Spectrals’ new album Sob Story is set for release tomorrow (June 3) through Wichita Recordings. On Sob Story Heckmondwike, Yorkshire resident Louis Jones ooze a new confidence not heard on the previous record Bad Penny or his earlier single releases. The songs on Sob Story sparkle: they are catchier, poppier and more direct than before.
Sob Story displays Louis’s wide-ranging influences – many loves developed on family car journeys growing up – from Big Star and The Rolling Stones, through Nick Lowe, Tom Petty and Slade to Galaxie 500 and even Blink-182. Some of these sounds are more obvious than others but it is legendary Welsh Rock’n’Roller, Dave Edmunds, that Louis names as the key influence on his song-writing and the sound he wanted on this record, saying that he was “trying to cop some of those Country and Rockabilly licks he does”. Louis takes all these influences and puts them together to create something that is undeniably Spectrals.
The single and track number two on the record, A Heartbeat Behind is the definition of Rock ‘n’ Roll in the modern era. It’s a catchy number where the vocals really place this song into the Rock ‘n’ Roll genre; the slighty distorted, wavering notes really help to bring this track to life. There are some great guitar licks that will brighten your day. This Spectrals track, both musically (the last guitar riff towards the end of the track) and especially vocally, may remind you of the days of good old style Green Day (think Nimrod or Warning).
Track three Karaoke kick starts with a fast tempo drum beat accompanied by a deep bass riff which almost sounds like something The Beta Band would have come up with. As soon as the guitar riff steps in though, that Beta Band feeling is displaced by Spectrals Country influences. The chorus, “I don’t think I was really cut out for this/Who is/Who is/Who is?” will instantly get stuck in your head, especially as the lyrics are sung just before that wonderful summer themed guitar lick gets played (just take a listen you’ll know what I mean straight away).
Sob Story is the next track and is Spectrals latest release. The band announced its release a couple of weeks back. Louis Jones believes: “…this might be the best song I’ve written.
“I think this is the first time I’ve talked about religion in a song. I am romantic to a silly extent and I am disposed to believing in all sorts of things that there is absolutely no proof for but not Jesus and his Dad. I just don’t like the story that much, not compared to Harry Potter or something.”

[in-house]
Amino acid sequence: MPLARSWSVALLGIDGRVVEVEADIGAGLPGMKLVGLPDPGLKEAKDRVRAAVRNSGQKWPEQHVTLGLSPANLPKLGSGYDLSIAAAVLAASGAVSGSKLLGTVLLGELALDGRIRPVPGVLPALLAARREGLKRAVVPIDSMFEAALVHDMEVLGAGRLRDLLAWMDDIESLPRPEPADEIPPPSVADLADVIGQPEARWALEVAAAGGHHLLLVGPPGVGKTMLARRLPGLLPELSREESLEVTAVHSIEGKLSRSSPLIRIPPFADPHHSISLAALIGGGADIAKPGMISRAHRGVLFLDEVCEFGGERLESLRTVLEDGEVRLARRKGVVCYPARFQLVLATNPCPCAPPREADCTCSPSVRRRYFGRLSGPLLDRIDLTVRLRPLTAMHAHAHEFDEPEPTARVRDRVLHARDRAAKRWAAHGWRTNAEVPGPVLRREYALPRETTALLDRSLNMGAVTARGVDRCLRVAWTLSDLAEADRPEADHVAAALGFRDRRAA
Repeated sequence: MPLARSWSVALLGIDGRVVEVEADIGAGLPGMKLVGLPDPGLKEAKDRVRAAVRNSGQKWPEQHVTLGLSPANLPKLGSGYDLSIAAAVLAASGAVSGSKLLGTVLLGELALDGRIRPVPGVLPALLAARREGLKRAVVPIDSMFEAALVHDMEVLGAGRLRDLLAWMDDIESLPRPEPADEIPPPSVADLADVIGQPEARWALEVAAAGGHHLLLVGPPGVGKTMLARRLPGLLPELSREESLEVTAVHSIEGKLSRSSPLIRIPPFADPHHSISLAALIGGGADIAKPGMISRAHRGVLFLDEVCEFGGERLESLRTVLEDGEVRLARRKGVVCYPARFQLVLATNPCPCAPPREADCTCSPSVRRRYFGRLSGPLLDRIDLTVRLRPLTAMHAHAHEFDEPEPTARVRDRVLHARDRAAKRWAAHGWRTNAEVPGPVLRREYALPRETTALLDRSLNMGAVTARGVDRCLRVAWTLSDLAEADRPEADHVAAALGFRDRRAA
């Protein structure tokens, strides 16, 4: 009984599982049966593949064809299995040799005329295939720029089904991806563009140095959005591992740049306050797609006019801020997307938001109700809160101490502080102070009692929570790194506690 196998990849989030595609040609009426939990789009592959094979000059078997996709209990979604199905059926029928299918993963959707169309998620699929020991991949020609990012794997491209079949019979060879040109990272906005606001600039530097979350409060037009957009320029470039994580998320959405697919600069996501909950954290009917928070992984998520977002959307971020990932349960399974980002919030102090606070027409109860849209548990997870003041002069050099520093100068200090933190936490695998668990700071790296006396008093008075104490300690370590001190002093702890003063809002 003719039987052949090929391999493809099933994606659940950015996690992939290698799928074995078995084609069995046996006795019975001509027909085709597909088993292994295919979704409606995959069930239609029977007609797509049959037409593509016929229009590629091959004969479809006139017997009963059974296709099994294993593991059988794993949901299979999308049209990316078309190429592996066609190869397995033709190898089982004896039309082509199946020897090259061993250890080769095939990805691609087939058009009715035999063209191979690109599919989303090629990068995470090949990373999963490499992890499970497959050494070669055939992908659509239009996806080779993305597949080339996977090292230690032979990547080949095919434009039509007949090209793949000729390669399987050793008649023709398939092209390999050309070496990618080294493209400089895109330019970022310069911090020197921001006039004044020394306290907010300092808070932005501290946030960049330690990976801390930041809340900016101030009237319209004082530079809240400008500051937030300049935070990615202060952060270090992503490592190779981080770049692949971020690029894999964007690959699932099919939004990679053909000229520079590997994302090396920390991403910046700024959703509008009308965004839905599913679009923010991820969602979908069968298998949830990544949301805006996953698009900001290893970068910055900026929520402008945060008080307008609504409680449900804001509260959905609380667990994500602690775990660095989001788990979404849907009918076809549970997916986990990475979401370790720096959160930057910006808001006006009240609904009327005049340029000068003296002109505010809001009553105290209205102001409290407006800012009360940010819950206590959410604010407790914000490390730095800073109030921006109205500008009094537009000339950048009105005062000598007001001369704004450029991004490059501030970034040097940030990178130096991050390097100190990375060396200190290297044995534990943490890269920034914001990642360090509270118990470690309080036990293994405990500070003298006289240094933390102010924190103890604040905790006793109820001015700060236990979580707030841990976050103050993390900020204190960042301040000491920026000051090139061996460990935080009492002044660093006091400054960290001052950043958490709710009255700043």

Sob Story brings a more sombre tone to the album. Jones’ vocals are emotional and much more pronounced than on previous releases. He used to hide his vocals behind clouds of echo and reverb but not anymore. Being able to hear all those wavering notes adds to the emotion behind the song. Up until Sob Story, the tracks are relatively short but Sob Story is in fact the longest track on the record totalling more than five minutes.
The next track Milky Way is a track that revisits Spectrals theme for songs which also happens to be the theme for the album. As Jones once said it’s all “just about love really”. The lyrics in Milky Way reflect on love and relationships and what it all means. Milky Way can be heard here.
After the more melancholy track Friend Zone, Limousine kicks starts the next few upbeat songs on the album. Limousine is another track for the summer; it’s perfect for blasting out on your car stereo while driving along those country roads in the sun. It’s one of the more rockier tracks on Sob Story with distortion seeping back in.
Something To Cry About is very Rock ‘n’ Roll influenced. It just feels like the perfect summer soundtrack. The lyrics are very enticing in this song, “Give me something to cry about/What will I do if my blues run out?” Something To Cry About seems to be about those relationships that we know are bad for us yet we always return for more,. Without that downtrodden feeling, we don’t feel complete.
Keep Your Magic Out Of My House is one of the best songs on Sob Story. The grungy Blues guitar riff feels anthemic. Keep Your Magic Out Of My House would be an immense song to hear performed live. It has such an atmosphere on the album alone. The drum beat and clapping really give it that raw, live sound.
So why is there a cleaner sound on Sob Story than Spectrals’ previous releases? Well, that’s down to Chet ‘JR’ White from the band GIRLS who lent a hand in producing the album. Louis Jones and his brother and permanent band member, Will, flew out to San Francisco to work on the record in Decibelle Studio. Working in JR’s home-town allowed him to call in friends of his to contribute their own magic to moments of the album. Guitarist Jon Anderson added lead guitar to five of the twelve tracks. The band were also joined on three songs by pedal-steel player, Tom Heyman and JR even played some of the bass lines himself as well as adding some deft manipulation from behind the soundboard. It has done Spectrals a world of good and has helped them produce a much more mature record which oozes a huge range of genres from Rock ‘n’ Roll, Country to Pop. Sob Story is out June 3.